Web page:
S+B: So what should we do instead?
KAHNEMAN: That’s why you ought to think of systems. There are ways of thinking about a problem that are better than others. But I admit I’m less optimistic than I was before.
KAHNEMAN: Because I don’t think that System 1 is very educable. And System 2 is slow and laborious, and just basically less significant, less in control than it thinks it is.
S+B: What is it that you would most like senior managers who have influence over people’s lives and money to understand about your work?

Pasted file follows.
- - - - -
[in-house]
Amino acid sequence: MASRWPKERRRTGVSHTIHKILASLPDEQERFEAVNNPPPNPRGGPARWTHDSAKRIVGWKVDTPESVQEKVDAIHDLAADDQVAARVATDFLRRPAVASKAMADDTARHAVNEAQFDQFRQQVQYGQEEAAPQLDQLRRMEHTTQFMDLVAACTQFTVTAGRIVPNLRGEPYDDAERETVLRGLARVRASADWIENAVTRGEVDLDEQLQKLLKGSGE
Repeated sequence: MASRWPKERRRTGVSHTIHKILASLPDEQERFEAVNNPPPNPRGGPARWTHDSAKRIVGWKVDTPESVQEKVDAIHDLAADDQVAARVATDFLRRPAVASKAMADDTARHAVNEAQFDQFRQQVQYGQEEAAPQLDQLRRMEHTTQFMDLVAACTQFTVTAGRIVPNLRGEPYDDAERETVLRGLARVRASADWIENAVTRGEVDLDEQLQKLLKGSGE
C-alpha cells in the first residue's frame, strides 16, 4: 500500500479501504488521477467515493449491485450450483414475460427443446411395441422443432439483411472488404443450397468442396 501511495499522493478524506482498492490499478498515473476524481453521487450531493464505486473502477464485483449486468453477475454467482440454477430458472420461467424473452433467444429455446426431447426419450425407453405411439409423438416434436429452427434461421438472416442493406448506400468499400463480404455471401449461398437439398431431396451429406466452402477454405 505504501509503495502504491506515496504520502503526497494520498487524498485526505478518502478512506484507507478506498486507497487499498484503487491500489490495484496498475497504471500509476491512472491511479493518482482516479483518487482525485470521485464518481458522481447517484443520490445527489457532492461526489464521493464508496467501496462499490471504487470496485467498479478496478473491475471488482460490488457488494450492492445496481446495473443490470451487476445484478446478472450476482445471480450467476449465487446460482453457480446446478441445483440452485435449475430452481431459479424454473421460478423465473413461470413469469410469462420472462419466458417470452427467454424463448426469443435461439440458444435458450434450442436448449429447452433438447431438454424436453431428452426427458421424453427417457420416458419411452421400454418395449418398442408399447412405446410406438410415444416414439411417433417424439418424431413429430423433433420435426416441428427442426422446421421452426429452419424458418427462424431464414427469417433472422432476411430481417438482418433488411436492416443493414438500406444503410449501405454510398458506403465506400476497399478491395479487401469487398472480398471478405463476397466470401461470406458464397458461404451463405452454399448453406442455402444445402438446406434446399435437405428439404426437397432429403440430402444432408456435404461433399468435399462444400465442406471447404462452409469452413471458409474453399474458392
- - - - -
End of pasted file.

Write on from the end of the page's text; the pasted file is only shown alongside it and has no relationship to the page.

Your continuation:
KAHNEMAN: If I had one wish, it is to see organizations dedicating some effort to study their own decision processes and their own mistakes, and to keep track so as to learn from those mistakes. I think this isn’t happening. I can see a lot of factors acting against the possibility of that happening. But if I had to pick one thing, that would be it.
Reprint No. 03409
Michael Schrage (firstname.lastname@example.org) is codirector of the MIT Media Lab’s e-Markets Initiative and a senior adviser to the MIT Security Studies program. Mr. Schrage is the author of Serious Play: How the World’s Best Companies Simulate to Innovate (Harvard Business School Press, 2000).